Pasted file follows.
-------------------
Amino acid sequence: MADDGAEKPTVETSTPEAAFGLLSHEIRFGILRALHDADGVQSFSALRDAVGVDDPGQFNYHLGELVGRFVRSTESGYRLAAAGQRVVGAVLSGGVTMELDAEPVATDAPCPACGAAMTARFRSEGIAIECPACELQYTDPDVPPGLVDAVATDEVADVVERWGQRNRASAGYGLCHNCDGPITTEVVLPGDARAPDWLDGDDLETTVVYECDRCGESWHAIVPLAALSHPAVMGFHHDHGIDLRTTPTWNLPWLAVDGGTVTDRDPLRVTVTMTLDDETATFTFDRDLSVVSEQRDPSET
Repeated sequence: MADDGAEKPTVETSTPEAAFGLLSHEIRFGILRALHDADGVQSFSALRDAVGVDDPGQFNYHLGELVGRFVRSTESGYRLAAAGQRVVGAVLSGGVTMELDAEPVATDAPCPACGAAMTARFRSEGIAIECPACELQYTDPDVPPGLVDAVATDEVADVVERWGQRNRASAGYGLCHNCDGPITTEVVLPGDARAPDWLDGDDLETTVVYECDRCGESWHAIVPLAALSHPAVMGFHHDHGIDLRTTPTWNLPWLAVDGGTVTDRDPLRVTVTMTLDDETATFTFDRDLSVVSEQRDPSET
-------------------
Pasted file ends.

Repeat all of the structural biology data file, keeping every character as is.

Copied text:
Amino acid sequence: MADDGAEKPTVETSTPEAAFGLLSHEIRFGILRALHDADGVQSFSALRDAVGVDDPGQFNYHLGELVGRFVRSTESGYRLAAAGQRVVGAVLSGGVTMELDAEPVATDAPCPACGAAMTARFRSEGIAIECPACELQYTDPDVPPGLVDAVATDEVADVVERWGQRNRASAGYGLCHNCDGPITTEVVLPGDARAPDWLDGDDLETTVVYECDRCGESWHAIVPLAALSHPAVMGFHHDHGIDLRTTPTWNLPWLAVDGGTVTDRDPLRVTVTMTLDDETATFTFDRDLSVVSEQRDPSET
Repeated sequence: MADDGAEKPTVETSTPEAAFGLLSHEIRFGILRALHDADGVQSFSALRDAVGVDDPGQFNYHLGELVGRFVRSTESGYRLAAAGQRVVGAVLSGGVTMELDAEPVATDAPCPACGAAMTARFRSEGIAIECPACELQYTDPDVPPGLVDAVATDEVADVVERWGQRNRASAGYGLCHNCDGPITTEVVLPGDARAPDWLDGDDLETTVVYECDRCGESWHAIVPLAALSHPAVMGFHHDHGIDLRTTPTWNLPWLAVDGGTVTDRDPLRVTVTMTLDDETATFTFDRDLSVVSEQRDPSET